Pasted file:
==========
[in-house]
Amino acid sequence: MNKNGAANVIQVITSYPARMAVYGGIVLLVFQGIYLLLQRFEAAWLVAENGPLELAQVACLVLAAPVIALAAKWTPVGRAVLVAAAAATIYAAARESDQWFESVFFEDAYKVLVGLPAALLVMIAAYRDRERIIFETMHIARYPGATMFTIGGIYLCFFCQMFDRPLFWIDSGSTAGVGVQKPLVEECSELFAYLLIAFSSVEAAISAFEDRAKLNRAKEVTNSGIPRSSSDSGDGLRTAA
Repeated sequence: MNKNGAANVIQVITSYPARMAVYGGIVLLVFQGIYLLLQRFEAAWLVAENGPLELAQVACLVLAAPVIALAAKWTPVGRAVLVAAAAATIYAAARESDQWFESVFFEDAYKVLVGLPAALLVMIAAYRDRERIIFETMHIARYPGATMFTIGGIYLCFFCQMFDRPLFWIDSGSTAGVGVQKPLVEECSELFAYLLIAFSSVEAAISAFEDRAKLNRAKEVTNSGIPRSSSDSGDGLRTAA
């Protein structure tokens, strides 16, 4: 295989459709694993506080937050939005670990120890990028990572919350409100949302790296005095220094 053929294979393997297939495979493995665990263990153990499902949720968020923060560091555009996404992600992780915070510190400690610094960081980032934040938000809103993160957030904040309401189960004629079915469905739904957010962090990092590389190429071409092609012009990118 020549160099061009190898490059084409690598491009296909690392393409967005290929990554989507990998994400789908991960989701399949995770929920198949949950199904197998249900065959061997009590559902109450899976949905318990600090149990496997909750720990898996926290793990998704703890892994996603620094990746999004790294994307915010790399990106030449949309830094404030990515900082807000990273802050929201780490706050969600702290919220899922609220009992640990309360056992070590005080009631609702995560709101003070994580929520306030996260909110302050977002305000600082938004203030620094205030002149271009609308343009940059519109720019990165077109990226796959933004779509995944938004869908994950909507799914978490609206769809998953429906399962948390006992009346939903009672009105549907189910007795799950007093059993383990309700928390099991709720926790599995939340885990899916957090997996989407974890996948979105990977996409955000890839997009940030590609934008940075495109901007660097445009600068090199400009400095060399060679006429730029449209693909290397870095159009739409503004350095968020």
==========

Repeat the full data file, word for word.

[in-house]
Amino acid sequence: MNKNGAANVIQVITSYPARMAVYGGIVLLVFQGIYLLLQRFEAAWLVAENGPLELAQVACLVLAAPVIALAAKWTPVGRAVLVAAAAATIYAAARESDQWFESVFFEDAYKVLVGLPAALLVMIAAYRDRERIIFETMHIARYPGATMFTIGGIYLCFFCQMFDRPLFWIDSGSTAGVGVQKPLVEECSELFAYLLIAFSSVEAAISAFEDRAKLNRAKEVTNSGIPRSSSDSGDGLRTAA
Repeated sequence: MNKNGAANVIQVITSYPARMAVYGGIVLLVFQGIYLLLQRFEAAWLVAENGPLELAQVACLVLAAPVIALAAKWTPVGRAVLVAAAAATIYAAARESDQWFESVFFEDAYKVLVGLPAALLVMIAAYRDRERIIFETMHIARYPGATMFTIGGIYLCFFCQMFDRPLFWIDSGSTAGVGVQKPLVEECSELFAYLLIAFSSVEAAISAFEDRAKLNRAKEVTNSGIPRSSSDSGDGLRTAA
């Protein structure tokens, strides 16, 4: 295989459709694993506080937050939005670990120890990028990572919350409100949302790296005095220094 053929294979393997297939495979493995665990263990153990499902949720968020923060560091555009996404992600992780915070510190400690610094960081980032934040938000809103993160957030904040309401189960004629079915469905739904957010962090990092590389190429071409092609012009990118 020549160099061009190898490059084409690598491009296909690392393409967005290929990554989507990998994400789908991960989701399949995770929920198949949950199904197998249900065959061997009590559902109450899976949905318990600090149990496997909750720990898996926290793990998704703890892994996603620094990746999004790294994307915010790399990106030449949309830094404030990515900082807000990273802050929201780490706050969600702290919220899922609220009992640990309360056992070590005080009631609702995560709101003070994580929520306030996260909110302050977002305000600082938004203030620094205030002149271009609308343009940059519109720019990165077109990226796959933004779509995944938004869908994950909507799914978490609206769809998953429906399962948390006992009346939903009672009105549907189910007795799950007093059993383990309700928390099991709720926790599995939340885990899916957090997996989407974890996948979105990977996409955000890839997009940030590609934008940075495109901007660097445009600068090199400009400095060399060679006429730029449209693909290397870095159009739409503004350095968020």